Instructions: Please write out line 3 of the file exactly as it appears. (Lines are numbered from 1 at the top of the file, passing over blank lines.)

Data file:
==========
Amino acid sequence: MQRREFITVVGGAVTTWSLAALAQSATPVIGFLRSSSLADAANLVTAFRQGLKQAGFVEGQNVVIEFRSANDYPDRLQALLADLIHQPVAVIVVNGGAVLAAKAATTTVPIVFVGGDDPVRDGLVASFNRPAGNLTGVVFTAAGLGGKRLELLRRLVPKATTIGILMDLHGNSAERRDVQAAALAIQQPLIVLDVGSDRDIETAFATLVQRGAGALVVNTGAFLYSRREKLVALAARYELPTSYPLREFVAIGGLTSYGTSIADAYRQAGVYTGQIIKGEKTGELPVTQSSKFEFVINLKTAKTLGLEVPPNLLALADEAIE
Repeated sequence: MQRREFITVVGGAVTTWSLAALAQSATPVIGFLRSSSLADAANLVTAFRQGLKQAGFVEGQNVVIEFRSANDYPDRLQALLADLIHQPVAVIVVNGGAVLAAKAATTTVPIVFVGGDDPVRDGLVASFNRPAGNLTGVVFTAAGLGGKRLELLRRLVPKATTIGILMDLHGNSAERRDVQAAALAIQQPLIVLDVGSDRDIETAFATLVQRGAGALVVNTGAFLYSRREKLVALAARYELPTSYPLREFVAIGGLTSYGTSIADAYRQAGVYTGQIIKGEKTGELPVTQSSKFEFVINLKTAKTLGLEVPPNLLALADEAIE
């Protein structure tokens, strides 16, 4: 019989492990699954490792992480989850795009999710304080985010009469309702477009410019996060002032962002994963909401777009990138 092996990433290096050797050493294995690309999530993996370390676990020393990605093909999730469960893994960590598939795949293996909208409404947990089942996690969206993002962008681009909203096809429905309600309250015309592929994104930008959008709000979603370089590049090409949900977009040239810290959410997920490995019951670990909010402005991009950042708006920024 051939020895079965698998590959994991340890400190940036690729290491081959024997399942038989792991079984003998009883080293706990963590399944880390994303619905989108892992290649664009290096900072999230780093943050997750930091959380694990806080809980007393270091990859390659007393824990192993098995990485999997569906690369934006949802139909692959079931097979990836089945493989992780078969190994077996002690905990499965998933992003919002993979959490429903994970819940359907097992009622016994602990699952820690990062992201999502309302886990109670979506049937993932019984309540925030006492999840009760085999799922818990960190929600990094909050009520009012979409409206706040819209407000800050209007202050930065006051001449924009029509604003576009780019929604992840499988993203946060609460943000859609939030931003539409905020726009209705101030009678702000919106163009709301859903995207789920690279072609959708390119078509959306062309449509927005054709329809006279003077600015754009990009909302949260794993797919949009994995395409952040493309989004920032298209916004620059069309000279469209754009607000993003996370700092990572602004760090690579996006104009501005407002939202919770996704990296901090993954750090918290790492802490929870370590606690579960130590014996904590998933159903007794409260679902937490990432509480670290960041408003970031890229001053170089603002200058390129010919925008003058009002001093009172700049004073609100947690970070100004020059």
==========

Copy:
């Protein structure tokens, strides 16, 4: 019989492990699954490792992480989850795009999710304080985010009469309702477009410019996060002032962002994963909401777009990138 092996990433290096050797050493294995690309999530993996370390676990020393990605093909999730469960893994960590598939795949293996909208409404947990089942996690969206993002962008681009909203096809429905309600309250015309592929994104930008959008709000979603370089590049090409949900977009040239810290959410997920490995019951670990909010402005991009950042708006920024 051939020895079965698998590959994991340890400190940036690729290491081959024997399942038989792991079984003998009883080293706990963590399944880390994303619905989108892992290649664009290096900072999230780093943050997750930091959380694990806080809980007393270091990859390659007393824990192993098995990485999997569906690369934006949802139909692959079931097979990836089945493989992780078969190994077996002690905990499965998933992003919002993979959490429903994970819940359907097992009622016994602990699952820690990062992201999502309302886990109670979506049937993932019984309540925030006492999840009760085999799922818990960190929600990094909050009520009012979409409206706040819209407000800050209007202050930065006051001449924009029509604003576009780019929604992840499988993203946060609460943000859609939030931003539409905020726009209705101030009678702000919106163009709301859903995207789920690279072609959708390119078509959306062309449509927005054709329809006279003077600015754009990009909302949260794993797919949009994995395409952040493309989004920032298209916004620059069309000279469209754009607000993003996370700092990572602004760090690579996006104009501005407002939202919770996704990296901090993954750090918290790492802490929870370590606690579960130590014996904590998933159903007794409260679902937490990432509480670290960041408003970031890229001053170089603002200058390129010919925008003058009002001093009172700049004073609100947690970070100004020059």